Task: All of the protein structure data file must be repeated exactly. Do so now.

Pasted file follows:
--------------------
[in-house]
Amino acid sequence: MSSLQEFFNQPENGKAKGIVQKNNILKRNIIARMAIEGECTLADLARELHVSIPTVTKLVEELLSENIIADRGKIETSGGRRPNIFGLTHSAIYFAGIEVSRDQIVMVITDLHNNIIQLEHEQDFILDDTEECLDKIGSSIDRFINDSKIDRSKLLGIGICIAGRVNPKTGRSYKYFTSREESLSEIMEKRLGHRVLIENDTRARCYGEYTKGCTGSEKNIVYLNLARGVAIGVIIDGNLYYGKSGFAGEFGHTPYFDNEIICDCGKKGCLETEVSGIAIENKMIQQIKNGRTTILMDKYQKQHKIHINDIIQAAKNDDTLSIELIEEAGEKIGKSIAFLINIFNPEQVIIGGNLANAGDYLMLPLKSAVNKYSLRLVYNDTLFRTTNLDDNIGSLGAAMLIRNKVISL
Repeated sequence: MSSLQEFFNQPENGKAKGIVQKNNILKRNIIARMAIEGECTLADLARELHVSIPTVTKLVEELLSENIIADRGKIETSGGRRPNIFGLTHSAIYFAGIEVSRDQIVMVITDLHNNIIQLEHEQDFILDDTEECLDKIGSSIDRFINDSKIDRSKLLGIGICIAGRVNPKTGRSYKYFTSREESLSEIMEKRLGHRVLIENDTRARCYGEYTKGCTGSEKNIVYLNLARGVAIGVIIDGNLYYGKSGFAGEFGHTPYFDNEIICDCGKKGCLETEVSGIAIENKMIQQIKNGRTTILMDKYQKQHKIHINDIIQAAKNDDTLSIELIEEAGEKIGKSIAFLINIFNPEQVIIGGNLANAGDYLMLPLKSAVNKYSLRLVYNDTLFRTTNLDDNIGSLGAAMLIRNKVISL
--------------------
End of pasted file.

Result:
[in-house]
Amino acid sequence: MSSLQEFFNQPENGKAKGIVQKNNILKRNIIARMAIEGECTLADLARELHVSIPTVTKLVEELLSENIIADRGKIETSGGRRPNIFGLTHSAIYFAGIEVSRDQIVMVITDLHNNIIQLEHEQDFILDDTEECLDKIGSSIDRFINDSKIDRSKLLGIGICIAGRVNPKTGRSYKYFTSREESLSEIMEKRLGHRVLIENDTRARCYGEYTKGCTGSEKNIVYLNLARGVAIGVIIDGNLYYGKSGFAGEFGHTPYFDNEIICDCGKKGCLETEVSGIAIENKMIQQIKNGRTTILMDKYQKQHKIHINDIIQAAKNDDTLSIELIEEAGEKIGKSIAFLINIFNPEQVIIGGNLANAGDYLMLPLKSAVNKYSLRLVYNDTLFRTTNLDDNIGSLGAAMLIRNKVISL
Repeated sequence: MSSLQEFFNQPENGKAKGIVQKNNILKRNIIARMAIEGECTLADLARELHVSIPTVTKLVEELLSENIIADRGKIETSGGRRPNIFGLTHSAIYFAGIEVSRDQIVMVITDLHNNIIQLEHEQDFILDDTEECLDKIGSSIDRFINDSKIDRSKLLGIGICIAGRVNPKTGRSYKYFTSREESLSEIMEKRLGHRVLIENDTRARCYGEYTKGCTGSEKNIVYLNLARGVAIGVIIDGNLYYGKSGFAGEFGHTPYFDNEIICDCGKKGCLETEVSGIAIENKMIQQIKNGRTTILMDKYQKQHKIHINDIIQAAKNDDTLSIELIEEAGEKIGKSIAFLINIFNPEQVIIGGNLANAGDYLMLPLKSAVNKYSLRLVYNDTLFRTTNLDDNIGSLGAAMLIRNKVISL